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Right to Privacy
University of Connecticut School of Law
Klau, Daniel J.

Right to Privacy
Daniel Klau
Spring 2010
I)      Statutory
A)    Public Disclosure of Private Facts
1)     Elements
o   Publicity of a
o   Private fact that is of
o   High offensive to reasonable person and
o   Not of legitimate public concern (newsworthy)
2)    Defense
o   1st
B)    Intrusion Upon Seclusion (also look for WIRETAP claim)
1)    Intentional intrusion upon… (Must be on purpose)
2)     Physically “or otherwise”
3)     Solitude, seclusion, private affairs
4)    Highly offensive to reasonable person
C)    ECPA (Also look for INTRUSION claim)
1)     FICA
II)   Constitutional
A)    1st
B)    4th
C)     14th
D)    3rd, 5th
Part 1: Common Law Right to Privacy: Private Facts and Intrusion
I)      Public Disclosure of Private Facts (“Public Disclosure” or “Private Fact” Tort) 1
A)    Tort attempts to balance competing values of privacy v. right of public to know
B)    π must prove everything
1)     Publicity of a 1
o   Publicity is NOT the same as publish it requires widespread dissemination
§  Majority of cases hold that the publicity requirement is satisfied when the method of publication is through a mass media device, regardless of the number of people who actually saw it.
2)     Private fact that is of 2
o   Setting 2
§  Tellado Case pg. 596 (Vietnam veteran photo in textbook—picture was taken in a “clearly public setting”—holding for ∆) 2
§  Daily Times Democrat v. Graham pg. 598 (Women at county fair with dress blow up—held for π) 2
o   Passage of Time/Rehabilitation
§  Rehabilitation and passage of time transforms public information into private information
§  The Red Kimono Case pg. 597 (Prostitute—passage of time made public facts private—held for π)
§  Briscoe v. Reader’s Digest Ass’n pg. 615 (Former criminal—now rehabilitated—passage of time = public facts private/held for π) (This case may no longer be good law as a result of Cox and Florida Star) 2
·         Briscoe says level of infamy (public figure v. private) should be decided by jury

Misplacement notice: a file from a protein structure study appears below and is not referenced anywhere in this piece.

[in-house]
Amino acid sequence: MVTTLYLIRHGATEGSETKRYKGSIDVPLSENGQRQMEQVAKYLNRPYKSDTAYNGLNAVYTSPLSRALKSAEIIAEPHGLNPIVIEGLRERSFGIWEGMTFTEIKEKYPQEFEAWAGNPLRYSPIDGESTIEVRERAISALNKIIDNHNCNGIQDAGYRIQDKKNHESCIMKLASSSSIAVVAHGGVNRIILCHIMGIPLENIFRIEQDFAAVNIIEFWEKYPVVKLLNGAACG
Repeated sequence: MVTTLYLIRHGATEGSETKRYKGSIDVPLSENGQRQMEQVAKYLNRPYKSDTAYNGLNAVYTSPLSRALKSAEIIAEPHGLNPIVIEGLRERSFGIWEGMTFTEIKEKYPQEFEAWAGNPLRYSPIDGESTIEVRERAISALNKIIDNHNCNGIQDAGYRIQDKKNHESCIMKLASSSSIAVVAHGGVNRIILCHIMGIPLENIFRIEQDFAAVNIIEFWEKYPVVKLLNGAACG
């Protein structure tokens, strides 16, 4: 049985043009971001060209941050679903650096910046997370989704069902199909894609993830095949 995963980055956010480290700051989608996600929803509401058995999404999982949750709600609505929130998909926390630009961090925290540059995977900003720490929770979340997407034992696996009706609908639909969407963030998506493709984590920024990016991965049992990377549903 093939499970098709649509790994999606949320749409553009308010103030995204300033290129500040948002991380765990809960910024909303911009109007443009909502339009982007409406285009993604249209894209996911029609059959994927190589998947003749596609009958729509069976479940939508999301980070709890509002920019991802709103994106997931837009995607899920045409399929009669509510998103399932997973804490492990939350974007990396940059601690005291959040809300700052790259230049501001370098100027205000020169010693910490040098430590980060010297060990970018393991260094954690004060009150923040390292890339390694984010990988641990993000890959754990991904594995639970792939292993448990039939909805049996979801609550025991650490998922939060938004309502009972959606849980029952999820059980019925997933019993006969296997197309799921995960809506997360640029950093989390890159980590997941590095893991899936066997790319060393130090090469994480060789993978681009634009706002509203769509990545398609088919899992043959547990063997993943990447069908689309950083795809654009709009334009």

o   Public Figures
§  Sidis v. F-R Publishing Corp. pg. 610 (Child genius—still “public figure” held for ∆) 3
3)     High offensive to reasonable person and 3
o    Community standards of decency as the limiting principle in disclosure cases
o   Tort protects not only individual interest in privacy, but also community norms about privacy
4)     Not of legitimate public concern (newsworthy) (In this tort, all the action is in this element) 3
o   Descriptive v. Normative
§  Is this something society cares about? (If there is demand, then it is newsworthy) (Descriptive)
§  Should it be a matter of public concern? (Normative)
o   Shulman v. Group W Productions, Inc. (Westlaw) (Woman in accident on TV/The broadcast was newsworthy as a matter of law and, therefore, could not be the basis for tort liability under a private facts claim/held for ∆ on private facts claim) 3
§  What is newsworthy under Shulman?
·         News in the classic sense
·         Educational programming
·         Entertainment in

aging through files, etc.
o   Rhodes v. Graham (Ky.1931) pg. 537 (Tapped phone lines and phone company equipment (outside house)/Held for π) 5
3)     Solitude, seclusion, private affairs 6
4)     Highly offensive to reasonable person 6
o   Element of community norms—intended to reinforce community norms and morals
B)    Acquisition v. Publication 6
o   Hamberger v. Eastman (N.H. 1964) pg. 539 (Listening device in bedroom/held for π)
o   Intrusion into solitude because it causes mental distress, even though it is possible that no information was gathered
2)     Phillips v. Smalley Maintenance Services, Inc. (Ala. 1983) pg. 541 (Note case—sexual harassment—found for π) 6
o   Smalley court rejected the view that “acquiring information” or “surreptitious actions” were sine qua nons [required] for recovery under the privacy intrusion tort.
3)     Unclear line between insulting, ill-mannered, bad behavior as opposed to actionable behavior
4)     Nader v. General Motors Corporation (N.Y. 1970) pg. 546 (Public surveillance/held for ∆) 6
o   Extreme public surveillance for an extended period of time may constitute intrusion (compiling bits and pieces of public info and assembling it together somehow transforms its character)